Monday, October 20, 2008

The Fourposter


By Jan de Hartog, Directed by Blake Lawrence. The Clurman Theatre. (CLOSED)

(Critic-O-Metered by Isaac Butler)

Apart from the Siegels at Talkin' Broadway, there's not a lot of love to be had for Keen Company's revival of Jan de Hartog's vintage play about marriage, which originally starred Hume Cronyn and Jessica Tandy. Most of the reviews have a certain fondness for the script but are not so happy about the production, particularly its lead actors.

Talkin' Broadway A
(Barbara & Scott Siegel) The charming, marriage-affirming two-hander, The Fourposter, has been revived by the Keen Company with delightful performances by Todd Weeks and Jessica Dickey and nicely understated direction by Blake Lawrence.

TalkinBroadway B-
(Matthew Murray) It's because the play still sparkles as brightly today as it must have in 1951, when married couple Hume Cronyn and Jessica Tandy originated the roles of married couple Michael and Agnes, that the current Keen Company revival at the Clurman Theatre so frustrates. You're treated in the script to a thoroughly charming scrapbook of occasionally rocky long-term togetherness, from the day Michael and Agnes move into their house to the day they move out, that's only rarely animated by the performers (Todd Weeks and Jessica Dickey), the direction (by Blake Lawrence), and the set design (by Sandra Goldmark).

Variety C+
(Mark Blankenship) In accordance with the troupe's mission, Jan de Hartog's 1951 dramedy is both sincere and sophisticated, wittily tracking 35 years in a couple's marriage. Director Blake Lawrence, however, gets so enamored of the play's period setting she fails to tap its honesty. Her production is more of a museum piece than the script.

NY Times C
(Neil Genzlinger) Charming in a sturdy sort of way; no fancy reimaginings or other modern interjections here. That means that you can just let the story slip pleasantly by while pondering the great mystery forever linked to it: This thing won the best-play Tony Award?...Probably it helped that in 1951 the play starred Jessica Tandy and Hume Cronyn...Jessica Dickey and Todd Weeks aren't compelling enough to make you forget the original actors...but they're better than what you might get in community theater, where "The Fourposter" crops up now and again.

Time Out C
(Garrett Eisler) Like its later musical version I Do, I Do, this 1951 rom-com works best as a vehicle for two actors to show their range as they appear to age before our eyes. Jessica Dickey and Todd Weeks certainly endear themselves to us...Blake Lawrence's direction, however, too often gives in to the period piece's stuffy formality rather than either bringing it down to earth or else heightening the restricting effects of Victorian mores...Like the old piece of furniture itself: well-carpentered and sturdy, but not a site of much passion or excitement.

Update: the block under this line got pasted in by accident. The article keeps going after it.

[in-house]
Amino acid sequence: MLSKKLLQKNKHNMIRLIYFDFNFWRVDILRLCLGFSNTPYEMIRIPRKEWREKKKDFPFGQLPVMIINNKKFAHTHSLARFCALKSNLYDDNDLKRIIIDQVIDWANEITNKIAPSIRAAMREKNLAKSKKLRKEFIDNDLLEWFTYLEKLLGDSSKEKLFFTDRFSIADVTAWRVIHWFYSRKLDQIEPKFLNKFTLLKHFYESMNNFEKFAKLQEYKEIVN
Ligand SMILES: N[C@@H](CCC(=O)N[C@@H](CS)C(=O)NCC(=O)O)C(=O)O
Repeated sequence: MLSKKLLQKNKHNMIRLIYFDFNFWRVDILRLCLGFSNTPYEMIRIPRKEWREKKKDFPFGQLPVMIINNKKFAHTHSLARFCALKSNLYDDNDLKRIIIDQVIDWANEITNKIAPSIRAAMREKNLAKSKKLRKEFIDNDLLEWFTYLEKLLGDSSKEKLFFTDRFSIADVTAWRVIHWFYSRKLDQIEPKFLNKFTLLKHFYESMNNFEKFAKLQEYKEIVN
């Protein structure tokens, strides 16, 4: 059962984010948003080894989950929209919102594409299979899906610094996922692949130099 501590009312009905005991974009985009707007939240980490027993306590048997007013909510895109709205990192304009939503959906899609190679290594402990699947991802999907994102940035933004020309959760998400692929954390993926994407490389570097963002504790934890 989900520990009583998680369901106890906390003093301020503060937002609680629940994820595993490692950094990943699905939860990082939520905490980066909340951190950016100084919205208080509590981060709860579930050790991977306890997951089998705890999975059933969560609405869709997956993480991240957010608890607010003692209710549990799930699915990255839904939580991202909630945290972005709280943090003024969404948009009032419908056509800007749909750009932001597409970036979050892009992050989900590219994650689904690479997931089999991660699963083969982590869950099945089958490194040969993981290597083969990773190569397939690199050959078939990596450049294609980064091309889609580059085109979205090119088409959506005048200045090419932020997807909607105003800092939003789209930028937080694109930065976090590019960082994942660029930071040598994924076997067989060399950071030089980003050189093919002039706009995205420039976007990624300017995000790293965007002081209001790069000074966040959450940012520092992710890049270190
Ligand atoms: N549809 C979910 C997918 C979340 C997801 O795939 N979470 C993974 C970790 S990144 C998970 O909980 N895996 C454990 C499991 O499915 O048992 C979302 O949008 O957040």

Back Stage C-
(Gwen Orel) A two-character, one-set play demands two actors of great charm and appeal, not to mention chemistry. De Hartog was not a particularly witty writer; the humor lies in character and setup. But Todd Weeks as the slightly pompous aspiring writer Michael, and Jessica Dickey as his wife, the fussy, perfectionist, and essentially idealistic Agnes, just don't pull this off...The audience was so full of seniors when I attended that at one point the play was held to reduce feedback from hearing aids. Even this audience of nostalgic friends rarely laughed.

TheaterMania D+
(David Finkle) This 75-minute two-hander is so featherweight that it would have been considered retrograde had it shown up as segments on the 1970s television series Love American-Style. Today, it simply disappears like an exhaled breath.

CurtainUp D+
(Elyse Sommer) Jessica Dickey and Todd Weeks are competent actors, but they fail to project that special chemistry needed to bring out the things only hinted at in its six boudoir interludes. Dickey is too shrill during the first night scene though she does inhabit the part more fully as the marriage moves through its high and low point. Weeks also grows into the part of the unbearably demanding, self-absorbed but loving Michael. It's too bad that Dickey and Weeks move through the crises and reconciliations of their 35-year marriage without really digging between the mannered surface of these particular characters. Ultimately, the blame for this revival's failing to be either funny or touching must be borne by the director.

TalkinBroadway A 13; TalkinBroadway B- 9; Variety C+ 8; NY Times C 7; Time Out C 7; Back Stage C- 6; TheaterMania D+ 5; CurtainUp D+ 5; TOTAL = 60 / 8 = 7.5 = C/C+

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